In 1934, when Congress passed the Communications Act to regulate telephone service, atomic power was but a theory. Many air forces still flew biplanes, and only one in three American homes had their own phone.
Today executives can hold business meetings by teleconference. A telephone can provide instant access to computerized data libraries. Technology has made the black hand-cranked phone a thing of the past -- but the Communications Act has remained unaltered.
Critics say the antiquated act is hobbling the industry by stifling innovation and competition. After five years of putting the issue on hold, Congress began hearings this month on a bill that would deregulate much of the telecommunications field and allow the mammoth American Telephone & Telegraph Company (AT&T) to enter areas it can't currently compete in.
The bill could affect everyone's phone bills, and ultimately influence how we gather and disseminate information.
"The new information age can only come about through communication," says Leroy Carlson, president of Telephone & Data Systems.
Back in the 1930s, a monopoly, with its ability to invest vast sums of capital, was considered the key to creating a reliable, nationwide system of telecommunications. That monopoly is AT&T, the largest corporation in the world , so big that its few competitors, like the MCI Corporation, seem like a parking garage sitting in the shadow of the Empire State Building.
"Telecommunications is the least competitive major growth market in this country. AT&T's share continues at upward of 90 percent," said Steve Mihaylo, president of Inter-Tel. Inc., before the Senate Commerce Committee.
AT&T says its monopoly allows it to keep local service costs low by subsidizing them with extra cash from more expensive long- distance calls. Critics snipe that the huge company could afford to move slowly in introducing new products and services.
But in 1956 smaller companies began nipping at the giant's heels. Government and court decisions allowed independents to begin operating in such fields as car phones and equipment manufacturing, and opened the door to specialized firms like MCI, which provides long-distance service connected to AT&T's local lines.
AT&T holds that nonstandard, inferior equipment might damage America's vital communications network. Its small competitors report that AT&T is still trying to stamp out their small market share.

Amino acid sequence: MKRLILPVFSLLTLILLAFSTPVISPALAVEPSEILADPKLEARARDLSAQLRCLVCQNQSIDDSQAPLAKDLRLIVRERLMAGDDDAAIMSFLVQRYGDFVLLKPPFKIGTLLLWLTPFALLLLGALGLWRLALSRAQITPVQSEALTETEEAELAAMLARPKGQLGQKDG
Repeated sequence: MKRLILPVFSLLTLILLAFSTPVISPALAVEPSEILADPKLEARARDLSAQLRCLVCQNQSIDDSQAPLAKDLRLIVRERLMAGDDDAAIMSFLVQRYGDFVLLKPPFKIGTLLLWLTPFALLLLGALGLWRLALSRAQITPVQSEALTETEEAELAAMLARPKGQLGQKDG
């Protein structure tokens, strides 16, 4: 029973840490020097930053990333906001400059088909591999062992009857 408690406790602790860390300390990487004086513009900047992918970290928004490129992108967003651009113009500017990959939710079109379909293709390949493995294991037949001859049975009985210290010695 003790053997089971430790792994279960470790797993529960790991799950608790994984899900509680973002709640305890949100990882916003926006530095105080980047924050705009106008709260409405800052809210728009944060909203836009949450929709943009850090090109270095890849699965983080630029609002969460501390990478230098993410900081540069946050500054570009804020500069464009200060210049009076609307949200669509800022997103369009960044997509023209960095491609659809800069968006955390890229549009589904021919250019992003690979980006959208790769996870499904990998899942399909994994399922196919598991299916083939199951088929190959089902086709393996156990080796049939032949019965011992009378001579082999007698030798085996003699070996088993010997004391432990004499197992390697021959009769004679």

"A large elephant can step on a lot of people," said William McGowan, MCI's chairman of the board, "but the fast mice will get away."
Congress is now wrestling with the question of who should be allowed to do what. Senate bill 898, now perched in the Senate Commerce, Science, and Transportation Committee, would continue government over sight of basic phone service, until the Federal Communications Commission (FCC) decides its watchdog role is no longer needed. The FCC would also acquire power over long-distance calls, now regulated by states. Most other forms of telecommunications would be deregulated.
AT&T would also be let out of its cage -- on a leash. It would be allowed to compete in areas not regulated by the government, such as data processing and electronic information services. But such products would have to be provided by a separate subsidiary, prohibited from receiving cash subsidiaries from the parent firm. That way, AT&T could not use cash reserves built up by its monopoly to bury companies in more competitive fields.
Critics say any subsidiary would be separate in name only, and that large amounts of money would inevitably drift over from the parent to the child.
"The relationship can't be adequately policed," said C. Gus Grant, vice-president of Southern Pacific Communications Company.
Newspapers fear that an AT&T subsidiary could offer an electronic Yellow Pages, quickly changeable and competitive with newspaper advertising. The American Newspaper Publishers Association objects that, under the bill, the FCC would be able to determine what is news -- raising crucial constitutional questions related to the First Amendment.
And buried in the bill's complex language, some say, are provisions that could greatly increase the cost of local telephone service.
"The issue is the big volume user vs. the small volume user," says a Washington lawyer who has followed the bill's progress. "Who's going to pay for the system, the big guy or litle guy?"
Put simply, the bill could change the way costs are divided between long-distance callers and local dialing. Without the bill, estimates the lawyer , the flat fee we pay for local dialing will average $18 by 1991. If it passes, he says, "there is a real danger" the cost could average $48.
It is difficult to sort out sides on the bill.
After one postponement and much political guerrilla warfare, Commerce Secretary Malcolm Baldrige testified last week that the administration supports the legislation. The Justice Department had asked that Baldrige remain silent pending the outcome of the government's antitrust suit against At&T.
Smaller companies, which might be expected to cheer for deregulation, don't care for the bill's language.
The bill is not an answer, but "a death sentence," said Steven Mihaylo, president of Inter-Tel.
Claiming that deregulation ought not to occur until customers have a real choice in the marketplace, William McGowan, head of MCI, said, "No structural reform short of divestiture will stop Bell's conduct."
Even the senators are stymied. During a particularly long and technical session Sen. Ernest Hollings (D) of South Carolina complained that the issue required the wisdom of King Solomon to adjudicate.
"It's so complicated people who have dealt with it on a daily basis have a hard time grasping what it's about," says a Washington lawyer.